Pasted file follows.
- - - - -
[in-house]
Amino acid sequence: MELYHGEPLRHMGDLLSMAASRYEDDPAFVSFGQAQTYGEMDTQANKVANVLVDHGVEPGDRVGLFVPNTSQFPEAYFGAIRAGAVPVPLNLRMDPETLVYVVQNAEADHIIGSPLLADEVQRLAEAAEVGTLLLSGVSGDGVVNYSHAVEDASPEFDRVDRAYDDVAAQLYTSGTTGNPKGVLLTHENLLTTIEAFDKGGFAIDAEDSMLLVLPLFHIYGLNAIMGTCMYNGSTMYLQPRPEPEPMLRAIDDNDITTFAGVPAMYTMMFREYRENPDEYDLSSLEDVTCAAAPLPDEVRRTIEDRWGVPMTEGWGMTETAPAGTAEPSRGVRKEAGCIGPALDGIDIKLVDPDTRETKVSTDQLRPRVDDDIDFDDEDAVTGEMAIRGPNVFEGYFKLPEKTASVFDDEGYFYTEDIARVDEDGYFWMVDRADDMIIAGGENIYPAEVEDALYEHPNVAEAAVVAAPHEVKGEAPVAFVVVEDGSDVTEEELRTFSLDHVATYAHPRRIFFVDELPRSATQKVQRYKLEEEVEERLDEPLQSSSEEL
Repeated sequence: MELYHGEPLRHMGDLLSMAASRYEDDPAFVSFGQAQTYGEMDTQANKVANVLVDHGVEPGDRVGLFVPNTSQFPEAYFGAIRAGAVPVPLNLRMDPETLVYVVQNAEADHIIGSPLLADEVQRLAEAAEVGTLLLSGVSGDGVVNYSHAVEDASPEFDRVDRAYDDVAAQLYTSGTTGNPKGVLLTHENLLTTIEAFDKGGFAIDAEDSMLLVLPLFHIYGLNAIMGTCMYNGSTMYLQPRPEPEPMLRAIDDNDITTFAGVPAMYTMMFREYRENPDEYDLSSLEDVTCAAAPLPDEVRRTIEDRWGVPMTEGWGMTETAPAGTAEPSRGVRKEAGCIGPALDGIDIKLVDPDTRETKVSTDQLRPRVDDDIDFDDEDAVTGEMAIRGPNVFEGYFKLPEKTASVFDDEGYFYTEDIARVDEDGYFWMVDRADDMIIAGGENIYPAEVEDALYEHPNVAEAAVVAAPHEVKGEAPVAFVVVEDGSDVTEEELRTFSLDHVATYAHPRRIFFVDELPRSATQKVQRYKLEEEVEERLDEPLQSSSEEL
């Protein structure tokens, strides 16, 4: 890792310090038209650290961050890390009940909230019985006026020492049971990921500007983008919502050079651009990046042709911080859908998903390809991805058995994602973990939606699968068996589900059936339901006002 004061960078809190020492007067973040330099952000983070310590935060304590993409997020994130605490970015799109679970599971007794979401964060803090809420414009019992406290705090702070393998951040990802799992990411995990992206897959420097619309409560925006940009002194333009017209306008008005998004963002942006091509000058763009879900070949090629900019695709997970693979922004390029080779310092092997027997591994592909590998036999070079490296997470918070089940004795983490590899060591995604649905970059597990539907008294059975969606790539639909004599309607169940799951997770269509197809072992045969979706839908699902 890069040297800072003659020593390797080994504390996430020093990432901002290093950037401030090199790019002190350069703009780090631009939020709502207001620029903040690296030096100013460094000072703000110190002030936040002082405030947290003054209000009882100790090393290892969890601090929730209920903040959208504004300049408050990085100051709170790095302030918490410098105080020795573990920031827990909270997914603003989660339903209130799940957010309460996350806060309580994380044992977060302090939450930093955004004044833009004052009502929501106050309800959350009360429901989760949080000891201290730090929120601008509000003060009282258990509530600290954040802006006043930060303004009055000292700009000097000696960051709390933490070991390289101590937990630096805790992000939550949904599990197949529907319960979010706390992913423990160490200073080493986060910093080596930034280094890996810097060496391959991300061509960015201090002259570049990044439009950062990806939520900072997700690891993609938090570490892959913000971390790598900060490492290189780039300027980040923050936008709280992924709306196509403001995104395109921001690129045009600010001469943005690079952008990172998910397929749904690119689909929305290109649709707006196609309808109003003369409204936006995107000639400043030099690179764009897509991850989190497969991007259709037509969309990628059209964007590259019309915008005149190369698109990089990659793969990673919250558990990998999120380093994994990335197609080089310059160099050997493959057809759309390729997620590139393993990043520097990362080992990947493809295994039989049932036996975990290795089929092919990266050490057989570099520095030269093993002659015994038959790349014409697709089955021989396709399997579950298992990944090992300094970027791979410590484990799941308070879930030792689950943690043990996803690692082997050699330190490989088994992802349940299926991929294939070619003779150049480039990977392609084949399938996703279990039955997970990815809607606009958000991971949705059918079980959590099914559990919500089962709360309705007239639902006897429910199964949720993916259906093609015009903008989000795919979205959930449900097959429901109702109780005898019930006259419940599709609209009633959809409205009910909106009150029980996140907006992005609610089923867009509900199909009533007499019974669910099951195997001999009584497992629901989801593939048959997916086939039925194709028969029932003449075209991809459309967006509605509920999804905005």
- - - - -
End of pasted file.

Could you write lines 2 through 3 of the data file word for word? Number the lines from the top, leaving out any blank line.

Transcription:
Amino acid sequence: MELYHGEPLRHMGDLLSMAASRYEDDPAFVSFGQAQTYGEMDTQANKVANVLVDHGVEPGDRVGLFVPNTSQFPEAYFGAIRAGAVPVPLNLRMDPETLVYVVQNAEADHIIGSPLLADEVQRLAEAAEVGTLLLSGVSGDGVVNYSHAVEDASPEFDRVDRAYDDVAAQLYTSGTTGNPKGVLLTHENLLTTIEAFDKGGFAIDAEDSMLLVLPLFHIYGLNAIMGTCMYNGSTMYLQPRPEPEPMLRAIDDNDITTFAGVPAMYTMMFREYRENPDEYDLSSLEDVTCAAAPLPDEVRRTIEDRWGVPMTEGWGMTETAPAGTAEPSRGVRKEAGCIGPALDGIDIKLVDPDTRETKVSTDQLRPRVDDDIDFDDEDAVTGEMAIRGPNVFEGYFKLPEKTASVFDDEGYFYTEDIARVDEDGYFWMVDRADDMIIAGGENIYPAEVEDALYEHPNVAEAAVVAAPHEVKGEAPVAFVVVEDGSDVTEEELRTFSLDHVATYAHPRRIFFVDELPRSATQKVQRYKLEEEVEERLDEPLQSSSEEL
Repeated sequence: MELYHGEPLRHMGDLLSMAASRYEDDPAFVSFGQAQTYGEMDTQANKVANVLVDHGVEPGDRVGLFVPNTSQFPEAYFGAIRAGAVPVPLNLRMDPETLVYVVQNAEADHIIGSPLLADEVQRLAEAAEVGTLLLSGVSGDGVVNYSHAVEDASPEFDRVDRAYDDVAAQLYTSGTTGNPKGVLLTHENLLTTIEAFDKGGFAIDAEDSMLLVLPLFHIYGLNAIMGTCMYNGSTMYLQPRPEPEPMLRAIDDNDITTFAGVPAMYTMMFREYRENPDEYDLSSLEDVTCAAAPLPDEVRRTIEDRWGVPMTEGWGMTETAPAGTAEPSRGVRKEAGCIGPALDGIDIKLVDPDTRETKVSTDQLRPRVDDDIDFDDEDAVTGEMAIRGPNVFEGYFKLPEKTASVFDDEGYFYTEDIARVDEDGYFWMVDRADDMIIAGGENIYPAEVEDALYEHPNVAEAAVVAAPHEVKGEAPVAFVVVEDGSDVTEEELRTFSLDHVATYAHPRRIFFVDELPRSATQKVQRYKLEEEVEERLDEPLQSSSEEL